EIFF 2016: Yoga Hosers Review

Tuesday, 28 June 2016 22:42

Yoga Hosers marks the second film in writer-director Kevin Smith’s True North trilogy, three loosely connected films that began with 2013’s Tusk and will end with Moose Jaws next year. The series sees Smith return to the kind of small scale, low budget and extremely personal filmmaking that he made his name with in the 90s and while the result is uneven and definitely not for everyone, there’s something infectious about the personal and somewhat ramshackle nature of the film.

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Whether it be his roles in British fare like Snatch, The Damned United and This Is England, or prestigious American epics like Gangs of New York, Public Enemies and HBO's Boardwalk Empire, Stephen Graham has become one of the country's best actors. His latest film, Belfast-set thriller A Patch of Fog, sees Graham play a lonely security guard who becomes obsessed with Conleth Hill's shoplifting author. It's another great performance from Graham and I caught up with him at this year's Edinburgh International Film Festival to talk about his new film, weird fan experiences, working with Scorsese and more.

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EIFF 2016: A Patch of Fog Review

Friday, 24 June 2016 21:57

Irish director Michael Lennox – Oscar nominated in 2015 for his short film Boogaloo and Graham – makes his feature debut with A Patch of Fog, a suitably murky Belfast-set thriller. Though the script stretches plausibility in this story of a famous author forced into befriending a lonely security guard, the lead performances and slick direction elevate the material.

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Set to be released on Netflix after a run of festival screenings, Rob Burnett's The Fundamentals of Caring is a warm and hilarious road trip comedy centring on a young disabled man and his new caregiver. Considering they are played by Craig Roberts and Paul Rudd respectively, it's no surprise that both are completely loveable and the film is a delight, thanks in large part to their chemistry.

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A fixture in independent cinema over the past decade, actor Brady Corbet makes his directorial debut with The Childhood of a Leader, and what a powerful debut it is. Dark and atmospheric, the film tells the story of Prescott (Tom Sweet), a young boy growing up in France after the first world war who, as the title suggests, will grow into an important figure in the years to come.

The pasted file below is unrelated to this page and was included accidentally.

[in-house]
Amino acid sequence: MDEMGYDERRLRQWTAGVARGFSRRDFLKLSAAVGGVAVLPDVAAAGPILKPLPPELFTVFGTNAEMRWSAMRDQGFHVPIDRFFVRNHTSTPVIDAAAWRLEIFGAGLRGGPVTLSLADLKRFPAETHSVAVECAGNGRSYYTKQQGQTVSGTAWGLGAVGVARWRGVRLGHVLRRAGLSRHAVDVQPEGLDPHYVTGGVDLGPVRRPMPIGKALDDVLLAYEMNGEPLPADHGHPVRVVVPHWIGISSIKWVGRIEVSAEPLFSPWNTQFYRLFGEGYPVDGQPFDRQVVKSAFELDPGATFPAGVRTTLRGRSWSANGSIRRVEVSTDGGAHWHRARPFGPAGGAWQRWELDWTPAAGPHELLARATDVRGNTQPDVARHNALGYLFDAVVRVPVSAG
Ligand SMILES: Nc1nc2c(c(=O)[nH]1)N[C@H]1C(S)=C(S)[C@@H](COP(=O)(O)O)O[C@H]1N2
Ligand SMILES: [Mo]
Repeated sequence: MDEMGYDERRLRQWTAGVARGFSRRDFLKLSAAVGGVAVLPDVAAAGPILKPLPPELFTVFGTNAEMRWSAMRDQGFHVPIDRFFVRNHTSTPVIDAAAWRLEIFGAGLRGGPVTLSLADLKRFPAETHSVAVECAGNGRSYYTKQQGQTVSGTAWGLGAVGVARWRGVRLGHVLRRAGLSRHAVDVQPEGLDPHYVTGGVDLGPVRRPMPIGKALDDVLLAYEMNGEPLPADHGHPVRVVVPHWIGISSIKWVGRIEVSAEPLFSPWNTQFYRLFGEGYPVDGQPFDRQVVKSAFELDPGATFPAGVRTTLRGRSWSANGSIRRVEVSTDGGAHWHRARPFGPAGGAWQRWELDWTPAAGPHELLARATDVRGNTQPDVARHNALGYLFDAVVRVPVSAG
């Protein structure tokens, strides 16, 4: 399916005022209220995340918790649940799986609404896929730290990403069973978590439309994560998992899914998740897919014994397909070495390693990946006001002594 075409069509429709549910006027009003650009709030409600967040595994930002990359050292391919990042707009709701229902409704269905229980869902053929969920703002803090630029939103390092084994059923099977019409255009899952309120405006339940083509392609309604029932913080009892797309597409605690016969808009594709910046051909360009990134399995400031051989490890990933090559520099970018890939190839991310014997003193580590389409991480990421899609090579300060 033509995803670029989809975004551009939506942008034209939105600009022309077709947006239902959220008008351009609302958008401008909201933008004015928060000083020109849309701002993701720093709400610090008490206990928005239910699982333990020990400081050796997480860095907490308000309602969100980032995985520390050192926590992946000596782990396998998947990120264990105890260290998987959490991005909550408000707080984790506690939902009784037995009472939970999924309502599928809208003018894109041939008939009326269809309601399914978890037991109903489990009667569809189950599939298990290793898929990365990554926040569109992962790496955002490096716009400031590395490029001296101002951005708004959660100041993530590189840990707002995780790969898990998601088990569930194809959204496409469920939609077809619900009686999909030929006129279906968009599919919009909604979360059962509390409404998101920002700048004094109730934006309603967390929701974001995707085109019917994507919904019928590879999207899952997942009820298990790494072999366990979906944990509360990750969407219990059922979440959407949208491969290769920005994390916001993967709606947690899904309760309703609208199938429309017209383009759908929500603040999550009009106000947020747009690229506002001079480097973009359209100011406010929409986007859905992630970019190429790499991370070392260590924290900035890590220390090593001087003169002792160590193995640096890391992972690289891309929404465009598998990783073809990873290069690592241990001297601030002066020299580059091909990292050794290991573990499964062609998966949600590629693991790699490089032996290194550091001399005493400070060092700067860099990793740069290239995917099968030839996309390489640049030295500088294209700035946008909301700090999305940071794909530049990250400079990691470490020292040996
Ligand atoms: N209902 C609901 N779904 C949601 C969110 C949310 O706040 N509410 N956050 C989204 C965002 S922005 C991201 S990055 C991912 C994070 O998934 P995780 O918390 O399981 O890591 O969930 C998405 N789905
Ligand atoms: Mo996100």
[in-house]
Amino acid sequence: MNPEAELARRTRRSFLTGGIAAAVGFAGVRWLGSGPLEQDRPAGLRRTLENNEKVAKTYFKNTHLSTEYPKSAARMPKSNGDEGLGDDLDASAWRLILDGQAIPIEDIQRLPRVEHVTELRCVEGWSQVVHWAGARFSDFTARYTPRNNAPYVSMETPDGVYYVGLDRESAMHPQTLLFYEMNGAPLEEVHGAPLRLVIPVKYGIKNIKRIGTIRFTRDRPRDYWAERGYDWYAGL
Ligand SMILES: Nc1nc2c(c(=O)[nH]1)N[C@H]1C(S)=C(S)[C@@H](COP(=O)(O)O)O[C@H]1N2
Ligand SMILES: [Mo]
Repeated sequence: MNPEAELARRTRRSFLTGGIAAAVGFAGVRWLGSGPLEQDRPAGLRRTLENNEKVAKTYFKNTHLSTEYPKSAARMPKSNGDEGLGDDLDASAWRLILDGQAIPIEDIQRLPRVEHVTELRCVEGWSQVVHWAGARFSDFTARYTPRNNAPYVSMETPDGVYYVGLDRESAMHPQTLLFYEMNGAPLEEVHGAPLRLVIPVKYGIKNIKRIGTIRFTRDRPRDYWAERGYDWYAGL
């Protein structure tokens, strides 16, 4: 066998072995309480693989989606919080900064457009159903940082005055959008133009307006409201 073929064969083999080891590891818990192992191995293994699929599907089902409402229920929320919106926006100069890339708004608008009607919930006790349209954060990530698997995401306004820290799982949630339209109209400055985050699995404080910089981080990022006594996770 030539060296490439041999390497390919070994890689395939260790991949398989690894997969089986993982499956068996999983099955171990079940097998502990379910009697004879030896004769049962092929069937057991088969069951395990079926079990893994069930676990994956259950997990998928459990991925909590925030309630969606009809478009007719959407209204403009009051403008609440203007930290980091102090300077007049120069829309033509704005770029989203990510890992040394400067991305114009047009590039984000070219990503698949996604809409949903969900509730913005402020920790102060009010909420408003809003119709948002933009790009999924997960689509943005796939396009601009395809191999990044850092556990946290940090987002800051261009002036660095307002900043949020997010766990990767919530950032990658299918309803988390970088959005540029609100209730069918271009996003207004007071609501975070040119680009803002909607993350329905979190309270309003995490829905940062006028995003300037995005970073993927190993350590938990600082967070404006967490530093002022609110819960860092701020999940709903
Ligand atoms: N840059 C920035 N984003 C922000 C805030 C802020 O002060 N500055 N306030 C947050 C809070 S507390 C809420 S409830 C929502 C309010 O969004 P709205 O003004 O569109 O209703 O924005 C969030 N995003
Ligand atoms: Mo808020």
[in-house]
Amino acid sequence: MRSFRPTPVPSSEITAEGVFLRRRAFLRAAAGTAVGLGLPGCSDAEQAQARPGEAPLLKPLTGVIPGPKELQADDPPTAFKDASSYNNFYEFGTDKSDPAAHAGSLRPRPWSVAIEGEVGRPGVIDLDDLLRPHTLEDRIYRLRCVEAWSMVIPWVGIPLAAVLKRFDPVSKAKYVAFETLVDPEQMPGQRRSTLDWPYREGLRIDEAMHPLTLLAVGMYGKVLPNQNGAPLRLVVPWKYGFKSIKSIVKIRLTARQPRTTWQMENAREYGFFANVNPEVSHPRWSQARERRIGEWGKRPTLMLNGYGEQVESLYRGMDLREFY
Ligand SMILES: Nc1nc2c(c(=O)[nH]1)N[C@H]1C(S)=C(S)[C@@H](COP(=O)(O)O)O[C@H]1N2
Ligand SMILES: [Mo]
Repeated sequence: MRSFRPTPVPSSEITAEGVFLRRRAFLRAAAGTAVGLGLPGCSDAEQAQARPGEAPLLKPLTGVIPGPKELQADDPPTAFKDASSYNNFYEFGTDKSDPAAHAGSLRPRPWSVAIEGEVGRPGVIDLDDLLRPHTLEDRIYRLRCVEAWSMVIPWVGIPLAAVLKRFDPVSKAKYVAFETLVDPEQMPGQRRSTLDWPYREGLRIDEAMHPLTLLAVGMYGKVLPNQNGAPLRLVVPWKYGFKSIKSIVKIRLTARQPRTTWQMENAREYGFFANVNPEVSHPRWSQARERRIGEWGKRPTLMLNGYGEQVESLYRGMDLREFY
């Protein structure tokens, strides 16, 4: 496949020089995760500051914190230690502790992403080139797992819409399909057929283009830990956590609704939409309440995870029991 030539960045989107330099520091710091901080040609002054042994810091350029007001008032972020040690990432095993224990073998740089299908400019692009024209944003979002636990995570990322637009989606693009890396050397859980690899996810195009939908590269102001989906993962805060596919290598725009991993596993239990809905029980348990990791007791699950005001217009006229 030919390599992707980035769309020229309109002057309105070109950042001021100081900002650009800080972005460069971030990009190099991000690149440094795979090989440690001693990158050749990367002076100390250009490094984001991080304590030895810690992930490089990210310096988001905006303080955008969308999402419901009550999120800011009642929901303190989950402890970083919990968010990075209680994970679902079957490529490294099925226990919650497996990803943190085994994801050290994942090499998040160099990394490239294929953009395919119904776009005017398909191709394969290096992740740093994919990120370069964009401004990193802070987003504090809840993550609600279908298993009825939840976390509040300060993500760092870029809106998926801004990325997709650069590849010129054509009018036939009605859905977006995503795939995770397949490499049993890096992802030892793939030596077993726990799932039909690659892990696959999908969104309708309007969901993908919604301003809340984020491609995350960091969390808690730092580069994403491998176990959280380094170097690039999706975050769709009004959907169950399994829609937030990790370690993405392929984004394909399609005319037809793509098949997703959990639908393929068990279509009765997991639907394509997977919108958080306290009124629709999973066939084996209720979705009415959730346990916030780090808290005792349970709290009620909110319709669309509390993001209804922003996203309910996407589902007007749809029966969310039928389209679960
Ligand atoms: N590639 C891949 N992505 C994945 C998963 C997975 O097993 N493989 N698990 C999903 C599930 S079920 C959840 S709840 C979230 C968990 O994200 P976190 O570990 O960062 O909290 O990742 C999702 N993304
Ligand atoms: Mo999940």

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EIFF 2016: Moon Dogs Review

Monday, 20 June 2016 22:19

Phillip John's Moon Dogs tells a familiar coming of age story as two step-brothers make their way from Shetland to Glasgow, picking up an attractive young lady on the way who helps both of them find themselves. It sounds like a clichéd American indie fresh out of Sundance but the Celtic twist and endearing trio of performances give the film a certain level of freshness.

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EIFF 2016: Maggie's Plan Review

Friday, 17 June 2016 20:28

The quirky collection of Brooklyn hipsters and verbose intellectuals at the centre of Maggie's Plan – the fifth feature from writer/director Rebecca Miller – immediately calls to mind the likes of Noah Baumbach and late-period Woody Allen. But Miller's film is far from a predictable retread, exploring ideas of control and destiny in a film that surprises and delights in its reluctance to settle easily into one genre.

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EIFF 2016: The Model Review

Thursday, 16 June 2016 23:09

Mads Matthiesen's dark drama The Model is both a seedy Eurotrash thriller and a damning indictment of the fashion industry as Emma (Maria Palm) moves from rural Denmark to France to try and make her way in Paris' cut-throat modelling world.

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